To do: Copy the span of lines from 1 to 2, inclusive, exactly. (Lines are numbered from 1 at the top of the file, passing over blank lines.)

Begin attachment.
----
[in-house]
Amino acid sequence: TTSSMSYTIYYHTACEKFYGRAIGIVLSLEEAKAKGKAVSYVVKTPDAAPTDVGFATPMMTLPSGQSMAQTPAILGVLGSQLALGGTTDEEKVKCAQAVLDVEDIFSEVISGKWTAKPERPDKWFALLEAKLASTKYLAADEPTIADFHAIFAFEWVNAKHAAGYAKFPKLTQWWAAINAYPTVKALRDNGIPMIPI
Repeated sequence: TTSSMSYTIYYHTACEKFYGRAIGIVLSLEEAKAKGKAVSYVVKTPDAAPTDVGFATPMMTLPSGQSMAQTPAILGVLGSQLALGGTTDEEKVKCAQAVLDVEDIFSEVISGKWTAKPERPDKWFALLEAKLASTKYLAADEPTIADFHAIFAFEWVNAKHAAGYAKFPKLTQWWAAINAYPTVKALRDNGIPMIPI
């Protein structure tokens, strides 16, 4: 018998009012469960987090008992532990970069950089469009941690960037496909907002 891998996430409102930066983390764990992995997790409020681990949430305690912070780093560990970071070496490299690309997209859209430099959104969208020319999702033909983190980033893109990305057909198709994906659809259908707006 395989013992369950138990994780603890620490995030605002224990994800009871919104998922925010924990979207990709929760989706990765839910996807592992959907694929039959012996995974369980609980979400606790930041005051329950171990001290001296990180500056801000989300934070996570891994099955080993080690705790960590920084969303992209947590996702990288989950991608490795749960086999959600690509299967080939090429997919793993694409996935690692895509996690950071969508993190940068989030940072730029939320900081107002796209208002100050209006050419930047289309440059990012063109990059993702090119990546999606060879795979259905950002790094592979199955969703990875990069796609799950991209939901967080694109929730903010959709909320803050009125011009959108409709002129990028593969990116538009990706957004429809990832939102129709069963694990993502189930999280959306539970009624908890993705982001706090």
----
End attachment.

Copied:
[in-house]
Amino acid sequence: TTSSMSYTIYYHTACEKFYGRAIGIVLSLEEAKAKGKAVSYVVKTPDAAPTDVGFATPMMTLPSGQSMAQTPAILGVLGSQLALGGTTDEEKVKCAQAVLDVEDIFSEVISGKWTAKPERPDKWFALLEAKLASTKYLAADEPTIADFHAIFAFEWVNAKHAAGYAKFPKLTQWWAAINAYPTVKALRDNGIPMIPI